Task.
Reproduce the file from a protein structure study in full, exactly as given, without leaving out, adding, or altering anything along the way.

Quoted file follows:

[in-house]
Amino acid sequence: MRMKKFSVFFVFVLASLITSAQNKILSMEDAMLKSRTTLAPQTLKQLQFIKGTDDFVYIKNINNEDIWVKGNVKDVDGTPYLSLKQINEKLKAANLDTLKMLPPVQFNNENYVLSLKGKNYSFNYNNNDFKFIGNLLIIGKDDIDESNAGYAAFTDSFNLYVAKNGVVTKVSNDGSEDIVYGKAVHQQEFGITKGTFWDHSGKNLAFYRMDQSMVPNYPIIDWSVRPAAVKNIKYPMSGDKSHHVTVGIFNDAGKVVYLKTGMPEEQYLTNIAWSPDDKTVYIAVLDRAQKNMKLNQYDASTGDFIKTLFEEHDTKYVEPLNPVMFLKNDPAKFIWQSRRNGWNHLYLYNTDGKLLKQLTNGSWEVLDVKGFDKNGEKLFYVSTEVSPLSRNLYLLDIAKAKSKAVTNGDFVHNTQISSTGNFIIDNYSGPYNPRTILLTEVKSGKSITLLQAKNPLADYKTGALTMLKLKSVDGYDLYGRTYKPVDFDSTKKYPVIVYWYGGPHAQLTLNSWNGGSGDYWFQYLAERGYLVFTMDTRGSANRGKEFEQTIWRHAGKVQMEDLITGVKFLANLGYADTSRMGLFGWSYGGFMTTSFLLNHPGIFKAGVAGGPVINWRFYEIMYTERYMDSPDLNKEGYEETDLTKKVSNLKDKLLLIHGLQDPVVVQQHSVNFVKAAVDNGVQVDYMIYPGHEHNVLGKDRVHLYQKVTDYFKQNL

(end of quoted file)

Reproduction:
[in-house]
Amino acid sequence: MRMKKFSVFFVFVLASLITSAQNKILSMEDAMLKSRTTLAPQTLKQLQFIKGTDDFVYIKNINNEDIWVKGNVKDVDGTPYLSLKQINEKLKAANLDTLKMLPPVQFNNENYVLSLKGKNYSFNYNNNDFKFIGNLLIIGKDDIDESNAGYAAFTDSFNLYVAKNGVVTKVSNDGSEDIVYGKAVHQQEFGITKGTFWDHSGKNLAFYRMDQSMVPNYPIIDWSVRPAAVKNIKYPMSGDKSHHVTVGIFNDAGKVVYLKTGMPEEQYLTNIAWSPDDKTVYIAVLDRAQKNMKLNQYDASTGDFIKTLFEEHDTKYVEPLNPVMFLKNDPAKFIWQSRRNGWNHLYLYNTDGKLLKQLTNGSWEVLDVKGFDKNGEKLFYVSTEVSPLSRNLYLLDIAKAKSKAVTNGDFVHNTQISSTGNFIIDNYSGPYNPRTILLTEVKSGKSITLLQAKNPLADYKTGALTMLKLKSVDGYDLYGRTYKPVDFDSTKKYPVIVYWYGGPHAQLTLNSWNGGSGDYWFQYLAERGYLVFTMDTRGSANRGKEFEQTIWRHAGKVQMEDLITGVKFLANLGYADTSRMGLFGWSYGGFMTTSFLLNHPGIFKAGVAGGPVINWRFYEIMYTERYMDSPDLNKEGYEETDLTKKVSNLKDKLLLIHGLQDPVVVQQHSVNFVKAAVDNGVQVDYMIYPGHEHNVLGKDRVHLYQKVTDYFKQNL